“The New Testament lies hidden in the Old and the Old Testament is unveiled in the New.”

– St. Augustine

There is a unity between the Old and New Testaments since they both contain the inspired word of God. God revealed and foreshadowed this unity through both explicit means, like prophecies, as well as more hidden and implicit means of communicating His plan of salvation all throughout the Old Testament. Then, in the New Testament, we see all His foreshadowing fulfilled in the person of Jesus Christ. The more implicit means of revelation include what the Church refers to as typology.

For example, Moses, who leads his people out of slavery in Egypt to the Promised Land, is a type of Jesus, who leads His people from the slavery of sin to heaven. Isaac, who follows his father Abraham, carrying the wood for his own sacrifice at the hands of his father, is a type of Jesus who carries His own cross to Calvary to fulfill His Father’s will that He be the ultimate sacrifice.

Jesus is not the only figure who is foreshadowed in the Old Testament and fulfilled in the New. His mother, Mary, who has her own important role in salvation history by cooperating with her Son, is also prefigured a great deal in the Old Testament. There are, of course, the explicit prophesies. In Genesis 3:15, God tells the serpent in the Garden of Eden, “I will put enmity between you and the woman, and between your seed and her seed; she shall crush your head.” Isaiah prophesies directly, “Behold, a virgin shall conceive and bear a son, and shall call his name Emmanuel,” (Is 7:14). Micah 5:2-3 places the woman in travail directly in Bethlehem. However, the outright prophesies are not the only forms of prefigurement for Mary. Just as typology can be applied to Jesus, there are also many types of Mary found in the Old Testament that point to what is to come. There are too many to cover in the space we have here, but I will highlight a few of them:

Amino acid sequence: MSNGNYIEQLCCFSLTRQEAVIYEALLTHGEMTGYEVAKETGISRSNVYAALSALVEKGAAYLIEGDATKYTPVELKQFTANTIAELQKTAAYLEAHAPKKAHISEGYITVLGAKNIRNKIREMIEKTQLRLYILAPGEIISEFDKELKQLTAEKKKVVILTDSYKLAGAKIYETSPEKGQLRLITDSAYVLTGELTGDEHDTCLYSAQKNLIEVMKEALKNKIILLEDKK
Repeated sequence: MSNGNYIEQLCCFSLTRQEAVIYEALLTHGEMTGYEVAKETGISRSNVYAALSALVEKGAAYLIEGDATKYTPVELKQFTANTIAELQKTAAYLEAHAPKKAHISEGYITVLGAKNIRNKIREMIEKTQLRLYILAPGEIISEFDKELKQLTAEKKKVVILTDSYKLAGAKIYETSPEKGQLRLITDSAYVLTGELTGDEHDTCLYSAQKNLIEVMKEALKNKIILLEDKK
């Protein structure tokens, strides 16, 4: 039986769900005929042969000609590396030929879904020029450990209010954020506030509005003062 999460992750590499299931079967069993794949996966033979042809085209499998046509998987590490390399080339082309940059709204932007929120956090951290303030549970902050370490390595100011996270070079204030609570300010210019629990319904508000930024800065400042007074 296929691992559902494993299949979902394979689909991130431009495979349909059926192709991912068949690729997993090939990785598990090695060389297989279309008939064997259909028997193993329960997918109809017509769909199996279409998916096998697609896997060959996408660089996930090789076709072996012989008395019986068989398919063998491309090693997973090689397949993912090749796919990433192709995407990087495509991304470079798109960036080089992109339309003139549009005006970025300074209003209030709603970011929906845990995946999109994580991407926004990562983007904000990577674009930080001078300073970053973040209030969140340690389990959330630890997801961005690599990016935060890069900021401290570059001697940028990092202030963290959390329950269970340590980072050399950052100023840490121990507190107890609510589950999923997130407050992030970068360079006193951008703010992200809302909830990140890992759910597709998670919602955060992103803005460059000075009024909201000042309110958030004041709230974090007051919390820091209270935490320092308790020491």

Eve – Eve was the first mother of mankind, as well as the female half of the couple who ushered sin into the world. Mary becomes the “new Eve” giving birth to the “new Adam.” They are the new man and woman who will bring about the remedy for sin and redemption for what Adam and Eve did.

And thus also it was that the knot of Eve’s disobedience was loosed by the obedience of Mary. For what the virgin Eve had bound fast through unbelief, this did the Virgin Mary set free through faith. (St. Irenaeus: Against Heresies, Book III Chap. 22, ca. 180).

Sarah, the Wife of Abraham (Gen 17:15-16) – Sarah was the wife of Abraham by consent (as opposed to his slave wife, Hagar) and she was sterile, unable to give birth. Mary, also “unable” to give birth, not by sterility, but by virginity, gave her free consent to conceive by the Holy Spirit.

Rebecca, Spouse of Isaac (Gen 24) – Rebecca had her son, Jacob, take on the clothing of his brother, Esau, in order to obtain a special blessing from his father, Isaac. Through her consent, Mary enabled the Word of God to take on the clothing of human flesh so that He could bestow the eternal blessings of His Father on all of His people.